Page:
If you have been to a varsity soccer game this season, you've heard that voice from the top of the stands at Cumnock Field. In Macedonia soccer is the national sport, and Phil Kydes, responding to the cry of his father, brings the excitement of that Greek play to the Crimson forward line.
Kydes is the sparkplug of the Harvard attack. On throw-ins, from the sidelines, he is the man to watch. If a long, centering pass sails in from the corners, it is the sophomore inside forward who is staring down the goalies' throat. When Kydes turns at mid-field and starts toward the opposition, Harvard switches from defense to offense.
At the right inside position. Kydes' responsibility is to move the ball up from midfield to the forward wings. Frequently he will be back in the Harvard half of the field one moment breaking up an opponent's attack, and the next second he will be moving through the enemy defenders for a long lead pass.
Kydes' styles of play has had to change greatly since high school. "At Brian McMahon in Norwalk, Connecticut, everyone depended on me to score." he said. "In my junior year I set the Connecticut state record with 23 goals and the next season tied the national record with 31," he added as an aside.
"But at Harvard my role isn't to play up in front. When the play enters the penalty area. I fall back to pick up any loose balls that might be kicked back out," he said. An indication of his success this year is the fact that he leads the team with 10 assists.
Kydes is much more satisfied with his new style of play. "I've learned to concentrate on my passing. I don't have to dribble as much or worry about injuries as I did in high school." he said.
By far, Kydes' greatest asset is his amazing ability to create dangerous situations with head-shots. In all the Crimson's games this season. Kydes has demonstrated the best pinpoint accuracy with his head.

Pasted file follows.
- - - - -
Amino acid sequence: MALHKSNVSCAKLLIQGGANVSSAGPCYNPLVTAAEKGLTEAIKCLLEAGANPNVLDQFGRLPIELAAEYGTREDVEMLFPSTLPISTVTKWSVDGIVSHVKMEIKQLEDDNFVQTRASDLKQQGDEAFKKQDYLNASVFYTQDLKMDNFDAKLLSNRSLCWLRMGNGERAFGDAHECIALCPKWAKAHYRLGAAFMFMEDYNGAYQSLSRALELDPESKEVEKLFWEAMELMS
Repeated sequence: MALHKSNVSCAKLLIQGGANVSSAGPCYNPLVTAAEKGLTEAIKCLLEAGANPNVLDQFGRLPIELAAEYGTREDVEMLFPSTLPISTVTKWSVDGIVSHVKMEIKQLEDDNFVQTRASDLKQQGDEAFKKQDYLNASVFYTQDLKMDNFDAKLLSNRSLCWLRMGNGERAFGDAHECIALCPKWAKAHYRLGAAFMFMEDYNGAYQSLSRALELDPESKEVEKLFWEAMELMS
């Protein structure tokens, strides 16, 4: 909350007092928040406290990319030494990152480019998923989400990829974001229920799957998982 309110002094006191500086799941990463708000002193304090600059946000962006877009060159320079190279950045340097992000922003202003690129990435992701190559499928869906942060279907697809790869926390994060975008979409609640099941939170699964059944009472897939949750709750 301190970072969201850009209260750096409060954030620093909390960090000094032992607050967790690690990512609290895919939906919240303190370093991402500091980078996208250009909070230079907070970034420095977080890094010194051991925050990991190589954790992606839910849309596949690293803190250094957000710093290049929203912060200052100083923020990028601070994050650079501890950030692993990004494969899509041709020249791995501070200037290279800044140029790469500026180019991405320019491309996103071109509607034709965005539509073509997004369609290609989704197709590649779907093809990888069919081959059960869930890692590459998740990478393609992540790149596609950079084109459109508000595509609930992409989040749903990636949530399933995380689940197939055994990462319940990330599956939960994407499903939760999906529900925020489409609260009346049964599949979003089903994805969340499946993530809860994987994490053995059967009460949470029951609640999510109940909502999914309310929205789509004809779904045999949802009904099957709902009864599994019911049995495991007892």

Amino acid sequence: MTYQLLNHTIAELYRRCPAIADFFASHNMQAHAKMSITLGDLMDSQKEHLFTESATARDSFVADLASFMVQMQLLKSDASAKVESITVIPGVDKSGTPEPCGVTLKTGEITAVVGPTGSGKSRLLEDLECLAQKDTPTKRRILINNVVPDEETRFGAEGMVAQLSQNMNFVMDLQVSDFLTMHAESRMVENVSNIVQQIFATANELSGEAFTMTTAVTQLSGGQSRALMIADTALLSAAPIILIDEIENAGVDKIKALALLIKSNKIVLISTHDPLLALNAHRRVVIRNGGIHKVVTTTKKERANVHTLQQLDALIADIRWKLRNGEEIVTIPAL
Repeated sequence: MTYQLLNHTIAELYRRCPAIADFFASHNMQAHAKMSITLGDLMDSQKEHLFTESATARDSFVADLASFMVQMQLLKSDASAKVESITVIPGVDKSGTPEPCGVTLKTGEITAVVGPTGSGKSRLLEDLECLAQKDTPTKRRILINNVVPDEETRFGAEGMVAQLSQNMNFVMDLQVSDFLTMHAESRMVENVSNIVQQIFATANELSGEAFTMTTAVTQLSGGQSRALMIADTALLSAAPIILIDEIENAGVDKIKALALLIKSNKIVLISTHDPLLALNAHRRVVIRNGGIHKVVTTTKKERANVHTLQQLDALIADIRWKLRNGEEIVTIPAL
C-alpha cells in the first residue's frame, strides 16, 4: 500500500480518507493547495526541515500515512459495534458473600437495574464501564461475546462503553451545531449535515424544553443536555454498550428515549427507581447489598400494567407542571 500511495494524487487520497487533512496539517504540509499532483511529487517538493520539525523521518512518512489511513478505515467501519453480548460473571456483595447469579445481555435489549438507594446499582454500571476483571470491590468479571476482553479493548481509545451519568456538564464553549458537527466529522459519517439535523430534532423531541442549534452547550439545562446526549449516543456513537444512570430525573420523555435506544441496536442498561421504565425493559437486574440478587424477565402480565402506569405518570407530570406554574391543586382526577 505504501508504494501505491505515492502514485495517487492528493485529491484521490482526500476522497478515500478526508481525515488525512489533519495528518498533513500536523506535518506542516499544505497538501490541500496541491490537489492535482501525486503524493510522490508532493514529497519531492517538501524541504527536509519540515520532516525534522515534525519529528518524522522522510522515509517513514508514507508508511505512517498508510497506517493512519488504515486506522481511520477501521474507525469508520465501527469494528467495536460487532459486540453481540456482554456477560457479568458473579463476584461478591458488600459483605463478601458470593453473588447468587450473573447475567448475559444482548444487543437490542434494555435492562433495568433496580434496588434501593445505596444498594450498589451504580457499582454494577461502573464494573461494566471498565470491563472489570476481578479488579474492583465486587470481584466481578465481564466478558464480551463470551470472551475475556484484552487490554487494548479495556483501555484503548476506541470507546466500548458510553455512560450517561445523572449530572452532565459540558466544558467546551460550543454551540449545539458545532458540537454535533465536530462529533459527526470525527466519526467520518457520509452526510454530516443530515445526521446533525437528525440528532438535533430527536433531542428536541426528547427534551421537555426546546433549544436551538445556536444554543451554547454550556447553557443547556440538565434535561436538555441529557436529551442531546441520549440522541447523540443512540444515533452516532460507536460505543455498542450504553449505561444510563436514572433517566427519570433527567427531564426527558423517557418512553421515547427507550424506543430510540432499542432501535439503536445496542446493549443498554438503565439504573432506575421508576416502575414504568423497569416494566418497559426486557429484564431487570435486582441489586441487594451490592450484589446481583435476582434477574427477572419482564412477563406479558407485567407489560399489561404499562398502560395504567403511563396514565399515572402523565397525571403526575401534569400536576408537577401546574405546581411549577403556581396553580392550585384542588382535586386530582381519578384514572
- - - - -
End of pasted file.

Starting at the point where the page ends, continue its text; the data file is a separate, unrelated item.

"Heading the ball was the first thing my father taught me," Kydes explained. "I remember spending hours just heading a ball against any wall. I still make sure I head the ball for a short while in every practice."
Kydes deserves the credit for inspiring the Crimson in last Saturday's big 3-1 victory over Penn. "Penn put out everything in the first 1? minutes of the game." coach Bruce Munro said. "When they didn't get a goal, they must have been asking themselves. What the hell do we have to do to score against them? That headed goal for us just knocked the wind out of them." he said
"We weren't sure of ourselves at all going into that game." Kydes recalled. "We knew their defense and offense were both solid and we expected a tough game."
"The Quakers completely outplayed us in the beginning because we were just admiring their play." Kydes explained. "They didn't wait for the play; they rushed forward without waiting for the ball to come to them. That aggressive style of play made us overly cautious and did not let us play our type of game."
"It was a great test for us, but we really got together for the first time this season in the second period." Kydes remembered. "This forward line is as good as any in the country."